Activist shareholders are targeting high-tech companies selling to China, technology they say is being used by the country to restrict human rights. But the choice for these shareholders is a tricky one. Do they engage companies and try to influence business behavior or do they divest their shares, avoid potential liability and cut off further communication with the company?
Some activist shareholders are discovering that while there is a need to make these high-tech giants accountable to their investors; the path of engagement is often long term and frustrating.
For Boston Common Asset Management, a small activist asset manager that owned 167,000 shares of Cisco Systems and has been engaged in a six-year dispute over its business practices, the choice became simple after Ciscos annual meeting last November. Boston Common sold its shares because it was not happy with Ciscos business practices and their refusal to engage its shareholders. Boston Common even sponsored a shareholder resolution calling on Cisco to study steps it could take to reduce the likelihood its business practices might lead to violations of rights like freedom of expression and privacy. Cisco opposed the proposal.
For Cisco, which has 5.5 billion shares outstanding and is currently valued at over $115 billion, the challenge from a small shareholder such as Boston Common is easy to ignore. But shareholder challenges will continue from small shareholders like Boston Common to larger coalitions of shareholders who have banded together to debate investment issues and possibly change corporate behavior. Companies likely to face the activists ire are high-tech giants like Microsoft and Yahoo that have huge footprints in China.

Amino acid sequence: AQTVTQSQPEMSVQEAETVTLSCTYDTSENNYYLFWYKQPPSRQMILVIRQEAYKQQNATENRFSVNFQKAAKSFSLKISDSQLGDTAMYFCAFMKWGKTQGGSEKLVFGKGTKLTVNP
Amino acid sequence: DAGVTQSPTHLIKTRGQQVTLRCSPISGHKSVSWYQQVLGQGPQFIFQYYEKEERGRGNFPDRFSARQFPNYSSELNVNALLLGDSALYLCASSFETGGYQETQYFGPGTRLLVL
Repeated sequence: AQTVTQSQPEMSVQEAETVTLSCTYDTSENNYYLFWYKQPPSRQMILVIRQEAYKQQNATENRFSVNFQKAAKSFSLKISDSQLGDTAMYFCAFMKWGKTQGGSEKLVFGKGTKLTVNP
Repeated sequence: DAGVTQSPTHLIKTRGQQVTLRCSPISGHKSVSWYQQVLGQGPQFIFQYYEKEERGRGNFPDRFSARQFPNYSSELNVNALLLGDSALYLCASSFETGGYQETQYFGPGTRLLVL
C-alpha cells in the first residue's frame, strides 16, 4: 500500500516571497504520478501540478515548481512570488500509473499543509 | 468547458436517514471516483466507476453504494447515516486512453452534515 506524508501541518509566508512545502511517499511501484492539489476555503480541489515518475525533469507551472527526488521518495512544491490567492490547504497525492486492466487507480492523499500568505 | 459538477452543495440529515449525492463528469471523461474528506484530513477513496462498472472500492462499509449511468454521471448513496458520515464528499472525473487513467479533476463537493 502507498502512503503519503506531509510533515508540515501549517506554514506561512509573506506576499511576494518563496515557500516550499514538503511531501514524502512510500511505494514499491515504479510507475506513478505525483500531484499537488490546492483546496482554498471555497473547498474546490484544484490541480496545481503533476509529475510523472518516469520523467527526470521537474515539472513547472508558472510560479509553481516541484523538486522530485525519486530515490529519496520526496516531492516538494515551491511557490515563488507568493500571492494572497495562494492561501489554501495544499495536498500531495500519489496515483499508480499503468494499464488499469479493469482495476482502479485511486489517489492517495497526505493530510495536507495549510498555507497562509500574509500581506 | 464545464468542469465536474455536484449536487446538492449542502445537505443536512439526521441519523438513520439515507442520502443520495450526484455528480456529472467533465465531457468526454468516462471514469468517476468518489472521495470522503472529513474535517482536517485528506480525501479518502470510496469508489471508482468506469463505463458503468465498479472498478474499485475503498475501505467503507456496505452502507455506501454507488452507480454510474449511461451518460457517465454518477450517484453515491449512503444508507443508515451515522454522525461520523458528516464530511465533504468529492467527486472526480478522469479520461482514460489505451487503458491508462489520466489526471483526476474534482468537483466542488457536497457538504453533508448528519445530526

Its easy for small activist funds like Boston Common with a self-selected portfolio to sell off Cisco and say they feel good about having tried to fulfill their mission of responsible investing. And true, their action has already caused some reputational damage to Cisco. But for larger institutional investors it isnt that simple.
Institutional investors say they often dont have a choice of which companies are in their portfolios because they invest in market baskets that contain a diversity of stocks from companies as large as Cisco, Microsoft and Yahoo, or sector dominators such as Exxon Mobil, Wal-Mart or Rio Tinto.
Shareholders engage companies because they are concerned about how these businesses behave. A lot of it is about risks to the investors themselves, about not subjecting investors to reputational damage, explains Michael Garland, executive director for corporate governance for New York City Comptroller John Liu, who is investment advisor to the New York City Retirement Systems, which include NYCERS and four other pension funds. Staying engaged is about changing behavior, Garland adds.
Indeed, for very large, universal owners with clearly defined fiduciary standards, such as big public funds, it is not really a choice of whether to divest or engage, Garland says. The cost of divestment typically cannot be justified as a fiduciary. So if you have concerns, engagement is really the only option.